Watch & Listen: Turning The Volume Up On Te Wiki O Te Reo Maori
From Moana & The Tribe to Muroki, these pop renditions in te reo will move you
Te reo Māori, our indigenous language, is a unique cultural asset to preserve. As many local musicians have proven over the years, the power of music is one such way to celebrate and raise awareness around using te reo in our everyday life.
Celebrated every year since 1975, Te Wiki o Te Reo Māori is being acknowledged this year in various ways, and the allure of the language rendered in a catchy pop tune or a powerful ballad continues to inspire us.
Here are some of our favourites, both past and present.
Waitī Waitā by Maisey Rika
The singer and composer started her career at the tender age of 13, with her first recording, E Hine, recorded with her school choir. Last year, she released Nga Mata o te Ariki Tawhirimatea, an album inspired by the stars of Matariki, written over lockdown, and was recently named an Arts Foundation Laureate for 2021.
Te Ao Marama by Lorde
Following her newly released Solar Power album comes this homage to her home country. Five songs were re-recorded in te reo and released during Waita Anthems Week last week.
Rehurehu by Muroki
Newcomer Muroki from sunny Raglan made a strong debut with his much-loved hit Wavy and has since recorded it in te reo, transforming this into another easy listening tune to download for those summer days ahead.
Kei A Wai Rā Te Kupu E by Aaria
A throwback to a little-known club track from 2001, produced by Urban Pasifika, this two-step garage beat was ahead of its time.
Āio ana by Moana & The Tribe
From iconic group Moana & The Tribe's sixth album, aptly named Ono, Āio ana is the latest single to be released. It's a meditational lullaby that sits alongside a range of music styles, including their previously released upbeat dub track Huakirangi.
Pepeha by Six60
Always remembering where they came from, Six60 featured the te reo version of Don’t Forget Your Roots – Kia Mau Ki Tō ūkaipō for their thousands of fans in concert at Western Springs stadium in 2020. Now they are back with another single acknowledging their heritage.
Hine Ruhi by Dave Dobbyn
Coinciding with this year's Te Wiki o Te Reo Māori, Dave Dobbyn has released this special version of his iconic New Zealand pop anthem Slice of Heaven.
Aroha Kaitangata by Niko Walters
Niko Walters chose to translate an unreleased song in te reo before the original launch of his new single, Vicious Love.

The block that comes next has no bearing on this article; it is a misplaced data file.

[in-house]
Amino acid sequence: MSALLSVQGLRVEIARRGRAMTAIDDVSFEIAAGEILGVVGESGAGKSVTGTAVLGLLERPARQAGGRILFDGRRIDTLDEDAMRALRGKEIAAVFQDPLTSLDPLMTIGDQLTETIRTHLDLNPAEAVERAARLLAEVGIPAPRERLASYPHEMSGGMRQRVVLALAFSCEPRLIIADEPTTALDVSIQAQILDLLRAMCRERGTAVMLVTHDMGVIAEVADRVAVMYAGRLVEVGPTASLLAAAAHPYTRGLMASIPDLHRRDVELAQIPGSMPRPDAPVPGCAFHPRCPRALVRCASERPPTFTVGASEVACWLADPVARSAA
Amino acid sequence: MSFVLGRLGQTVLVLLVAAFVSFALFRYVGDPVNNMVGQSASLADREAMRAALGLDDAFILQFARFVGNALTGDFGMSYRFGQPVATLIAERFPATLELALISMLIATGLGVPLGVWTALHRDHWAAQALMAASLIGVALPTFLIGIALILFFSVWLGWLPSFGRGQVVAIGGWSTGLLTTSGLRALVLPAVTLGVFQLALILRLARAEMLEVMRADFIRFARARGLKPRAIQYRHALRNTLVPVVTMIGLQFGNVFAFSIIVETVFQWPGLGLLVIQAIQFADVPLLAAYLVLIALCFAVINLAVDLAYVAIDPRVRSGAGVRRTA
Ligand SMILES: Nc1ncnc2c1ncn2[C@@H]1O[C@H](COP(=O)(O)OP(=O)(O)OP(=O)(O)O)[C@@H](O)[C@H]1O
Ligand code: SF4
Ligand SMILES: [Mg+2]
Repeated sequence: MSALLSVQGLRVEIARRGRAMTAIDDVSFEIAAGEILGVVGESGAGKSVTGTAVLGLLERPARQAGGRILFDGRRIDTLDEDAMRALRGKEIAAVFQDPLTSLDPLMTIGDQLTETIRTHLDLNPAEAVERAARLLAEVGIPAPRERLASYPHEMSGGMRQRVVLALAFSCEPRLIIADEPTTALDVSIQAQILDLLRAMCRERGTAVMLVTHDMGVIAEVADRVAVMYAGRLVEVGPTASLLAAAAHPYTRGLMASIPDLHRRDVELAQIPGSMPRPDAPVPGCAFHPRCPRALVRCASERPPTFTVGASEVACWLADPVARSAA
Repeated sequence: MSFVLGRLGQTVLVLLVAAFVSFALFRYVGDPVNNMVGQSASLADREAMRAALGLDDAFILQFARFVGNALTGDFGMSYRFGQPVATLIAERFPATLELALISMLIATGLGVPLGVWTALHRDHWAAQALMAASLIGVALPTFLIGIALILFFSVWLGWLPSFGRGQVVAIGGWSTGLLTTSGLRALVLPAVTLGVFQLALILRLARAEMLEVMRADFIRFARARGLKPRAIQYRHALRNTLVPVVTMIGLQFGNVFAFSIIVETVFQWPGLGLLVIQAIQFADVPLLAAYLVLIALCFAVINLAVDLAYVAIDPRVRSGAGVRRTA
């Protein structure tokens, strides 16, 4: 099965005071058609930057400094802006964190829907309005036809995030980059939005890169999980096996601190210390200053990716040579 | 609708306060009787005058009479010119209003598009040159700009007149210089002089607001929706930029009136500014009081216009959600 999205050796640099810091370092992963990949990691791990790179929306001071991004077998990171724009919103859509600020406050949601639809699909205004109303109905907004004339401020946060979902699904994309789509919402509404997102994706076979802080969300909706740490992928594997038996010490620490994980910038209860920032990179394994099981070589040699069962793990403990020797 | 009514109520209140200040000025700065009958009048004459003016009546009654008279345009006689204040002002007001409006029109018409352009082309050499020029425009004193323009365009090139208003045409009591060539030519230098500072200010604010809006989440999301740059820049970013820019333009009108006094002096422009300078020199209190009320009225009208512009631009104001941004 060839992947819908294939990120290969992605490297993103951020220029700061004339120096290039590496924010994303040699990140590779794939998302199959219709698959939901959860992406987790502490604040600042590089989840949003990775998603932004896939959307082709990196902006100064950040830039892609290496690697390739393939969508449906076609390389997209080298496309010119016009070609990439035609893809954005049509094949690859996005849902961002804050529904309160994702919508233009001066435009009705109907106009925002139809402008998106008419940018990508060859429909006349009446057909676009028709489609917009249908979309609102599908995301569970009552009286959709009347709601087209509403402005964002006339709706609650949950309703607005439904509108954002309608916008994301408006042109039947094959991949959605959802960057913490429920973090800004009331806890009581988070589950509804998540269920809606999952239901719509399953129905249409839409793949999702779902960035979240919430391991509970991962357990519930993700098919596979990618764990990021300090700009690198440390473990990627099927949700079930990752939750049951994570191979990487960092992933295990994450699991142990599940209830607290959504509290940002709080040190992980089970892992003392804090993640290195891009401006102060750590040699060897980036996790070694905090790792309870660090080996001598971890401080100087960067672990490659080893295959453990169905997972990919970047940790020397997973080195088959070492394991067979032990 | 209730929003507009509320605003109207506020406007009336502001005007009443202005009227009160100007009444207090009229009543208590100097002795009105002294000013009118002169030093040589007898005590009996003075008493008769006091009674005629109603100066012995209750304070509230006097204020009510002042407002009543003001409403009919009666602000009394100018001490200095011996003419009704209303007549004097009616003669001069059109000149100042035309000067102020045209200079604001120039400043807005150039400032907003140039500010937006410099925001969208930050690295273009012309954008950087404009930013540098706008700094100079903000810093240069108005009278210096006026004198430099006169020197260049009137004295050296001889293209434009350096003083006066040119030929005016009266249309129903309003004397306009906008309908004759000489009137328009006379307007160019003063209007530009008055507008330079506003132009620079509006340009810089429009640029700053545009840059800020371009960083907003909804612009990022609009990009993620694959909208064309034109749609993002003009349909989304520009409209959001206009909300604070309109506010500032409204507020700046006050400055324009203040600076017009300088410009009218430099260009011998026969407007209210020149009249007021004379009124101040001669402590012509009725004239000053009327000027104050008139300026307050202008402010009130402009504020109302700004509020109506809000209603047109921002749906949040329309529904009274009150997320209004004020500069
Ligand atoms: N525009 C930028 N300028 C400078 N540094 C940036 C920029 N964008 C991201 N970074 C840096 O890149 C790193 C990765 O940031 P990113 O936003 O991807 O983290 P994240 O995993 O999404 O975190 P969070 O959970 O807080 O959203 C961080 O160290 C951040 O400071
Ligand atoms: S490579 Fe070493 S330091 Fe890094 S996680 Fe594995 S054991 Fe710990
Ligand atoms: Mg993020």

Mauri Mahi, Mauri Ora by William Waiirua
The Dancing with the Stars alumni has released this new single, which translates to 'do the mahi, get the treats', and is a joyful, infectious tune to get you moving.
Ko te Hīnātoretanga by Hollie Smith featuring The New Zealand Symphony Orchestra
Another beautiful display of Aotearoa talents coming together, with the joining of the New Zealand Symphony Orchestra and the soulful sound of artist Hollie Smith.
E Hine Ē by Te Kaahu
Also creating music as Theia, we love the dreamy sound of Te Kaahu's voice in te reo. Te Kaahu was also announced last week as Apple Music’s first Up Next Local selection for Aotearoa. This major opportunity platforms emerging musicians from around the world on a specially curated playlist hand-picked by Apple Music editors.
Kotahitanga by Dame Hinewehi Mohi
The prolific musician and producer has been instrumental in pioneering a fusion between te reo and pop music over the years, crystalised in her special project as a producer for the 2019 Māori language compilation album Waiata/Anthems, which saw its second release this year. This iconic track has paved the way for a generation of artists since its release in 1999.
Poi E by Dalvanius Prime & Patea Māori Club
Ahead of its time with its combination of swirling 80s synth and the chant of a local kapahaka group, this song ushered in a new sense of pride for Aotearoa during the 80s, heading to the top of the charts for four weeks and becoming the biggest seller in New Zealand for 1984. As a result, it outsold all international recording artists at the time.